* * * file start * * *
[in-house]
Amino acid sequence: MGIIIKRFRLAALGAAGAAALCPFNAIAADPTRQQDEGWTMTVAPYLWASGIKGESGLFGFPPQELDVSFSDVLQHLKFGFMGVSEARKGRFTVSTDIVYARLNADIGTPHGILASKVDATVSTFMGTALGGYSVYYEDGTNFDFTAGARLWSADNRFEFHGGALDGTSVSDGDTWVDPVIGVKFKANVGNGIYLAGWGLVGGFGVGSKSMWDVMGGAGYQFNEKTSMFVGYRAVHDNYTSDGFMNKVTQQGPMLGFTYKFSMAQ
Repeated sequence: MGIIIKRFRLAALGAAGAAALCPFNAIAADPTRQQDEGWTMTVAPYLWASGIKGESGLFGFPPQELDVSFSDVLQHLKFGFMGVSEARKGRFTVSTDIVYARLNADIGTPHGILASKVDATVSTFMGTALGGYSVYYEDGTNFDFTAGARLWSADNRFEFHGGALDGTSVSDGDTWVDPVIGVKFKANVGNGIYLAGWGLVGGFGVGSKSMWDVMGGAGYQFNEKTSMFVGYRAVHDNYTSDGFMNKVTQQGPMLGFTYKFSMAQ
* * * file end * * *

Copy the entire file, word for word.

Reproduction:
[in-house]
Amino acid sequence: MGIIIKRFRLAALGAAGAAALCPFNAIAADPTRQQDEGWTMTVAPYLWASGIKGESGLFGFPPQELDVSFSDVLQHLKFGFMGVSEARKGRFTVSTDIVYARLNADIGTPHGILASKVDATVSTFMGTALGGYSVYYEDGTNFDFTAGARLWSADNRFEFHGGALDGTSVSDGDTWVDPVIGVKFKANVGNGIYLAGWGLVGGFGVGSKSMWDVMGGAGYQFNEKTSMFVGYRAVHDNYTSDGFMNKVTQQGPMLGFTYKFSMAQ
Repeated sequence: MGIIIKRFRLAALGAAGAAALCPFNAIAADPTRQQDEGWTMTVAPYLWASGIKGESGLFGFPPQELDVSFSDVLQHLKFGFMGVSEARKGRFTVSTDIVYARLNADIGTPHGILASKVDATVSTFMGTALGGYSVYYEDGTNFDFTAGARLWSADNRFEFHGGALDGTSVSDGDTWVDPVIGVKFKANVGNGIYLAGWGLVGGFGVGSKSMWDVMGGAGYQFNEKTSMFVGYRAVHDNYTSDGFMNKVTQQGPMLGFTYKFSMAQ